Day two's highlights at this weekend festival are all over the map sonically, ranging from the dub-soaked pronouncements of Jamaican reggae kingpin Lee "Scratch" Perry to the trippy Americana of the appealingly folksy collective Edward Sharpe & the Magnetic Zeros. Texas post-punk trio Girl in a Coma, despite a name inspired by a Smiths song, doesn't really sound much like Morrissey, pairing singer Nina Diaz's romantic musings with soaring, euphoric alterna-rock riffs. Mayer Hawthorne & the County are steeped in soul, while local rodeo sweethearts Leslie & the Badgers write great pop songs that are influenced by Dolly Parton yet still sound fresh and immediate. The subtle, contemplative R&B/soul explorations of Meshell Ndegeocello might not seem like the most obvious sound track for a sunny outdoor festival, but the immensely talented singer-bassist also has a freaky side with her gorgeously adventurous remakes of songs by Jimi Hendrix. The day's lineup also includes sets from Australian singer Sam Sparro, Long Beach acid-rockers Crystal Antlers, indie-rockers the Deadly Syndrome, longtime R&B singers the Whispers and many others. (Falling James)
Also playing Sunday: BOATS, ENLOW, MEKA LEKA HI'S, CUM STAIN at Echo Curio; JOHN MAYER at the Hollywood Bowl; THE SPAZMATICS at Key Club; AGENT RIBBONS at Origami Vinyl; CHRISTIAN SCOTT at Levitt Pavilion Pasadena; BEACH BOYS at Pechanga Showroom Theatre; YOUNG THE GIANT, HAIM, KITTEN at the Troubadour.
TWILIGHT SLEEP AT THE SILVERLAKE LOUNGE
The local band Twilight Sleep live up to their name with a shadowy sound that feels fuzzy and foggy, as if one is trapped between the worlds of reality and dreams. Their new EP, Elk, glows with synth-heavy tracks like "Comme Il Faut" and "Broken Record," which combine the atmospheric wash of New Order with singer Tracy Marcellino's yearning lyrics. The self-described "chronic daydreamer" lists "robots, the light sculptures of Olafur Eliasson and airplane cockpits" as her chief influences, and the band's icy soundscapes are spacey yet danceable. Although Marcellino hails from San Francisco, there is something geographically untraceable in her diction and melodies, with the group sometimes sounding more European than Californian. This moody sense of dislocation is what sets Twilight Sleep apart from most local indie rockers. (Falling James)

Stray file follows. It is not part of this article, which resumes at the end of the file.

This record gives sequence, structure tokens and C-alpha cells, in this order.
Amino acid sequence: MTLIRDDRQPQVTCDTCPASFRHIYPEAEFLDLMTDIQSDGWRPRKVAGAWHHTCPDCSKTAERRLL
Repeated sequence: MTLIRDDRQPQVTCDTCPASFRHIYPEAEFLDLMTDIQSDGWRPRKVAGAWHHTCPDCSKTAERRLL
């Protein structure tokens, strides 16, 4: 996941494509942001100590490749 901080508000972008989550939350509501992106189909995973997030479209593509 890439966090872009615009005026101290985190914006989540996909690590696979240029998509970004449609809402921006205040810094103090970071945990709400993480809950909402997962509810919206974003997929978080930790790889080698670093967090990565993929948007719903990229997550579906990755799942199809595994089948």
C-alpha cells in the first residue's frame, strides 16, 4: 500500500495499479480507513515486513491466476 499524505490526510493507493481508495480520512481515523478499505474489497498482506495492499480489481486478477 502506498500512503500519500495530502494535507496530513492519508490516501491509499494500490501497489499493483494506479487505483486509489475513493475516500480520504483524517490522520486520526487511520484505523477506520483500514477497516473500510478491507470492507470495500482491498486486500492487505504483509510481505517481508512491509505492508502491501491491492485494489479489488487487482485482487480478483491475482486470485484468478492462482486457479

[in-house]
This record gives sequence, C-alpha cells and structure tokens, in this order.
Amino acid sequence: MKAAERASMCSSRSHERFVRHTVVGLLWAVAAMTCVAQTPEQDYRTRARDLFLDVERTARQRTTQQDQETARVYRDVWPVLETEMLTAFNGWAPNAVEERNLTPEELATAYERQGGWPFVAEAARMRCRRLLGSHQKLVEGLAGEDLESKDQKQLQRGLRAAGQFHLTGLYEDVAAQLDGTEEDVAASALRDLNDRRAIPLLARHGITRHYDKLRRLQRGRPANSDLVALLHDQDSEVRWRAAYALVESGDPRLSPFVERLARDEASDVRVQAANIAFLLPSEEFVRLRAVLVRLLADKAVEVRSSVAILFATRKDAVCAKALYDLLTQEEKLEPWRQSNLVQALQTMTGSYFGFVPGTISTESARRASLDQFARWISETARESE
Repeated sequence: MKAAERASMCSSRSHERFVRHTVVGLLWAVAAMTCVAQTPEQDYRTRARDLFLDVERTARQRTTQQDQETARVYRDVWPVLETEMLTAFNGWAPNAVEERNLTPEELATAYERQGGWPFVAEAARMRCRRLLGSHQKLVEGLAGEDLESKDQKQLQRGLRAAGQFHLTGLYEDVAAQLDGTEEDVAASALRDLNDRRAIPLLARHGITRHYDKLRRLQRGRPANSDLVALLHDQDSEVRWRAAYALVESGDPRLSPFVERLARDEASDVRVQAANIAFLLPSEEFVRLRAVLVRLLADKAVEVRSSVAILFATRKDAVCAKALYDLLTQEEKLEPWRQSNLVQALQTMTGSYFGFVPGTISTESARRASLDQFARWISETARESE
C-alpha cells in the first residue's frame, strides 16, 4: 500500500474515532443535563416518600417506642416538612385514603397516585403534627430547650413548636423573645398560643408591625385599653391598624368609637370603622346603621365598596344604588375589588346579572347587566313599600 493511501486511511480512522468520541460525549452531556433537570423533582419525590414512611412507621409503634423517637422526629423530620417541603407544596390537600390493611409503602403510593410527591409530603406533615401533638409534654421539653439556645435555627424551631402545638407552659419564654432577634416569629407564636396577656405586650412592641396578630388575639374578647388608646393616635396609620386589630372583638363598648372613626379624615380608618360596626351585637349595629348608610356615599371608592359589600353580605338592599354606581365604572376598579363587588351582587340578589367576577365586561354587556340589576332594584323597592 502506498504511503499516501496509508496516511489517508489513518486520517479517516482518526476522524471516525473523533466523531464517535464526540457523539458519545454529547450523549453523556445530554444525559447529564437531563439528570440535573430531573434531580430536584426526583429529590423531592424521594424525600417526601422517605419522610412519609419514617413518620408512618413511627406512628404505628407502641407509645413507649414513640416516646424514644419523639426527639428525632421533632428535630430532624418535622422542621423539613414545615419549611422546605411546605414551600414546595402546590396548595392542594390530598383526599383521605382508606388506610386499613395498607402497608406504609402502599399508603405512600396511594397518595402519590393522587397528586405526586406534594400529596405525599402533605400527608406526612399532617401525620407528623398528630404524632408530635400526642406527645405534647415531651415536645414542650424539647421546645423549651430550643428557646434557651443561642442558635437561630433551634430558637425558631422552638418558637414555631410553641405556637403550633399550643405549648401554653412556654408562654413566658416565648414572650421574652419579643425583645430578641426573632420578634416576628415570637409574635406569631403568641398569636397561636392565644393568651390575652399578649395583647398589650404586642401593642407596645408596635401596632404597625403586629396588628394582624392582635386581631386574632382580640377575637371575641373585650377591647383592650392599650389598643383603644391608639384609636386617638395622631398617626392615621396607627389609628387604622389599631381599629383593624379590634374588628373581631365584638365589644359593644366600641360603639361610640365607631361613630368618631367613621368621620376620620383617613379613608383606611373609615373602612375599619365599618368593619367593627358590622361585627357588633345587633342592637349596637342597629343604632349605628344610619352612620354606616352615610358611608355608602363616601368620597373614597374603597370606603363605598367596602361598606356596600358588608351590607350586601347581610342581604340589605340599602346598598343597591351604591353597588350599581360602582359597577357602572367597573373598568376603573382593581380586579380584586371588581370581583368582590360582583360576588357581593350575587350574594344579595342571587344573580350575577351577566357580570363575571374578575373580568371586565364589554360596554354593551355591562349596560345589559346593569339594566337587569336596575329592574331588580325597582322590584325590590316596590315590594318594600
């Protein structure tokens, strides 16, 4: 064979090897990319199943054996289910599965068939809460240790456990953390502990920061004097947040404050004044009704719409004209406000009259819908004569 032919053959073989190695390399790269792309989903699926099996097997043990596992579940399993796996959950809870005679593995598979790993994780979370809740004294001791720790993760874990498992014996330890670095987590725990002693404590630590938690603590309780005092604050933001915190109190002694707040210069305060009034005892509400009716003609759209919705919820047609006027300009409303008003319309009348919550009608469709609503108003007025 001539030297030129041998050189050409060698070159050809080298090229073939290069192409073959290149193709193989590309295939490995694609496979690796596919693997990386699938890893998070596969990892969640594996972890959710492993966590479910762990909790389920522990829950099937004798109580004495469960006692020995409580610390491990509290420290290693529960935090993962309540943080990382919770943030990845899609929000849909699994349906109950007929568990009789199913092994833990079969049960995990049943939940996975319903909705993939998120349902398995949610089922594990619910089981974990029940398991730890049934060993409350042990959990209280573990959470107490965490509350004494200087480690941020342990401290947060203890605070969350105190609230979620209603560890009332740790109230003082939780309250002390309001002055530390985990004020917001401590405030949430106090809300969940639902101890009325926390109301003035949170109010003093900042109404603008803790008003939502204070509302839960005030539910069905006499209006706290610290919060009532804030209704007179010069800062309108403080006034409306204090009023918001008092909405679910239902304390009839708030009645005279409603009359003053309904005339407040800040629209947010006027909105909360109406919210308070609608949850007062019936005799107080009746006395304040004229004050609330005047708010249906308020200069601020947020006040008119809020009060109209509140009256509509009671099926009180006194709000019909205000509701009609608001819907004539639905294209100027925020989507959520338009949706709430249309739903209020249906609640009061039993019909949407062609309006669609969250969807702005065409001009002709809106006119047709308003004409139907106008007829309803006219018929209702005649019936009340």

FOL CHEN AT THE ECHO
When we last tuned in, Highland Park's arcanely artistic Fol Chen had just released remix EP The Holograms (featuring Teen Daze, Primary 1, Hard Mix and FUR) and a wondrous, weird video watchable on YouTube. This had further warped the bizarrely beautiful bounties of their recent album Part II: The New December (Asthmatic Kitty), which itself had segued smoothly from the schizo saga set amid crackedly harmonized and steamily synth-strewn stew they'd begun on 2009's infamous Part One: John Shade, Your Fortune's Made. The latter tells a story too complicated to get into here but brought giant loads of brain-pinching textural/textual play amid several supremely hummable toe-tappers. Fol Chen are very advanced, musically, and they've got a sophisticated humor. For example, last week, audience members came onstage to record live samples for their next album, and soon after, a press release announced, "Fol Chen Replaces Itself With Metal Band, Singers Found on Craigslist!" Meaning that the band will wrap up their August Monday-night residency at the Echo by featuring Viscera, in performance of the music of Fol Chen. Or something like that. (John Payne)